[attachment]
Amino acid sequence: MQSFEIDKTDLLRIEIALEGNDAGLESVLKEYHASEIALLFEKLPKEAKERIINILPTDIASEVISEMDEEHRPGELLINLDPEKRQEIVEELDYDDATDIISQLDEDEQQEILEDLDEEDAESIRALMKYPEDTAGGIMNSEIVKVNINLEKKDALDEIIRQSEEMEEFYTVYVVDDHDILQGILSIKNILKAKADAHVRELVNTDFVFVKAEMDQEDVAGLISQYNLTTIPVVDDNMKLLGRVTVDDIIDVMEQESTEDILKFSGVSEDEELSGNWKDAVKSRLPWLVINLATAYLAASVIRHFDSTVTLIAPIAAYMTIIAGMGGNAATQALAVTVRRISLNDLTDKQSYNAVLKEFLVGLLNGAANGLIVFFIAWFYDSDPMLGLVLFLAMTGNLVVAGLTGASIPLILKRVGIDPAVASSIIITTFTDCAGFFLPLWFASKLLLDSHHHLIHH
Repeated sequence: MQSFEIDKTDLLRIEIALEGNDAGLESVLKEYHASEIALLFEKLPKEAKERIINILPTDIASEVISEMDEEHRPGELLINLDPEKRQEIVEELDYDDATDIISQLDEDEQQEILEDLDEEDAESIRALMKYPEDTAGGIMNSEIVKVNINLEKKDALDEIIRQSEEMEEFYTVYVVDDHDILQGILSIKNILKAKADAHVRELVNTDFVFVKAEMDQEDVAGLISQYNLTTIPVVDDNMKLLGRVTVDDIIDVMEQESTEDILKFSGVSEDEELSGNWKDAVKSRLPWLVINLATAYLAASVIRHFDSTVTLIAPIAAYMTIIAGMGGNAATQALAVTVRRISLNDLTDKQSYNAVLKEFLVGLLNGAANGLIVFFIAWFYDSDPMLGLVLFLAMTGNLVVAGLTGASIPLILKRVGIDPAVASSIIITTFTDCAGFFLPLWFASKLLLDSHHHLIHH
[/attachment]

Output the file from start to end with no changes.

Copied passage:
Amino acid sequence: MQSFEIDKTDLLRIEIALEGNDAGLESVLKEYHASEIALLFEKLPKEAKERIINILPTDIASEVISEMDEEHRPGELLINLDPEKRQEIVEELDYDDATDIISQLDEDEQQEILEDLDEEDAESIRALMKYPEDTAGGIMNSEIVKVNINLEKKDALDEIIRQSEEMEEFYTVYVVDDHDILQGILSIKNILKAKADAHVRELVNTDFVFVKAEMDQEDVAGLISQYNLTTIPVVDDNMKLLGRVTVDDIIDVMEQESTEDILKFSGVSEDEELSGNWKDAVKSRLPWLVINLATAYLAASVIRHFDSTVTLIAPIAAYMTIIAGMGGNAATQALAVTVRRISLNDLTDKQSYNAVLKEFLVGLLNGAANGLIVFFIAWFYDSDPMLGLVLFLAMTGNLVVAGLTGASIPLILKRVGIDPAVASSIIITTFTDCAGFFLPLWFASKLLLDSHHHLIHH
Repeated sequence: MQSFEIDKTDLLRIEIALEGNDAGLESVLKEYHASEIALLFEKLPKEAKERIINILPTDIASEVISEMDEEHRPGELLINLDPEKRQEIVEELDYDDATDIISQLDEDEQQEILEDLDEEDAESIRALMKYPEDTAGGIMNSEIVKVNINLEKKDALDEIIRQSEEMEEFYTVYVVDDHDILQGILSIKNILKAKADAHVRELVNTDFVFVKAEMDQEDVAGLISQYNLTTIPVVDDNMKLLGRVTVDDIIDVMEQESTEDILKFSGVSEDEELSGNWKDAVKSRLPWLVINLATAYLAASVIRHFDSTVTLIAPIAAYMTIIAGMGGNAATQALAVTVRRISLNDLTDKQSYNAVLKEFLVGLLNGAANGLIVFFIAWFYDSDPMLGLVLFLAMTGNLVVAGLTGASIPLILKRVGIDPAVASSIIITTFTDCAGFFLPLWFASKLLLDSHHHLIHH